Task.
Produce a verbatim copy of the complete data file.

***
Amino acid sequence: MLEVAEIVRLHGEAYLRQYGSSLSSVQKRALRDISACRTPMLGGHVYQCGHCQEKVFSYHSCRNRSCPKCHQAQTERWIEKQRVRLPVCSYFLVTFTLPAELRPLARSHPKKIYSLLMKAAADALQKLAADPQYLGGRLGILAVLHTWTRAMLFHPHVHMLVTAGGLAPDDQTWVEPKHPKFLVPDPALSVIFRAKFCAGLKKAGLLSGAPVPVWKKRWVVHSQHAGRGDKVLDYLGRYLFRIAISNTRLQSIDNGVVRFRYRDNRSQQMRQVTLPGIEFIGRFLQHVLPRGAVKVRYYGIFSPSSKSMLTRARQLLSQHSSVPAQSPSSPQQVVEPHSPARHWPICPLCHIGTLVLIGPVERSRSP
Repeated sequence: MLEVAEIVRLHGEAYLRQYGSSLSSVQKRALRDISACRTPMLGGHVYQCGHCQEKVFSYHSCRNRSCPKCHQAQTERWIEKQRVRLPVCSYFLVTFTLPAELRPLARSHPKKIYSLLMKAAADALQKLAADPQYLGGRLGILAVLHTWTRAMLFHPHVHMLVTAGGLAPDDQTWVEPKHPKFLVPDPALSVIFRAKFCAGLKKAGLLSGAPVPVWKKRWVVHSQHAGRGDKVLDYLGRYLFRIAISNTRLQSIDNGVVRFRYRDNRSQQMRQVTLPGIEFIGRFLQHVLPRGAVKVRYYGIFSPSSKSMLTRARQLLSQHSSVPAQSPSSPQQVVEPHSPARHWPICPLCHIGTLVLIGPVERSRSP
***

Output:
Amino acid sequence: MLEVAEIVRLHGEAYLRQYGSSLSSVQKRALRDISACRTPMLGGHVYQCGHCQEKVFSYHSCRNRSCPKCHQAQTERWIEKQRVRLPVCSYFLVTFTLPAELRPLARSHPKKIYSLLMKAAADALQKLAADPQYLGGRLGILAVLHTWTRAMLFHPHVHMLVTAGGLAPDDQTWVEPKHPKFLVPDPALSVIFRAKFCAGLKKAGLLSGAPVPVWKKRWVVHSQHAGRGDKVLDYLGRYLFRIAISNTRLQSIDNGVVRFRYRDNRSQQMRQVTLPGIEFIGRFLQHVLPRGAVKVRYYGIFSPSSKSMLTRARQLLSQHSSVPAQSPSSPQQVVEPHSPARHWPICPLCHIGTLVLIGPVERSRSP
Repeated sequence: MLEVAEIVRLHGEAYLRQYGSSLSSVQKRALRDISACRTPMLGGHVYQCGHCQEKVFSYHSCRNRSCPKCHQAQTERWIEKQRVRLPVCSYFLVTFTLPAELRPLARSHPKKIYSLLMKAAADALQKLAADPQYLGGRLGILAVLHTWTRAMLFHPHVHMLVTAGGLAPDDQTWVEPKHPKFLVPDPALSVIFRAKFCAGLKKAGLLSGAPVPVWKKRWVVHSQHAGRGDKVLDYLGRYLFRIAISNTRLQSIDNGVVRFRYRDNRSQQMRQVTLPGIEFIGRFLQHVLPRGAVKVRYYGIFSPSSKSMLTRARQLLSQHSSVPAQSPSSPQQVVEPHSPARHWPICPLCHIGTLVLIGPVERSRSP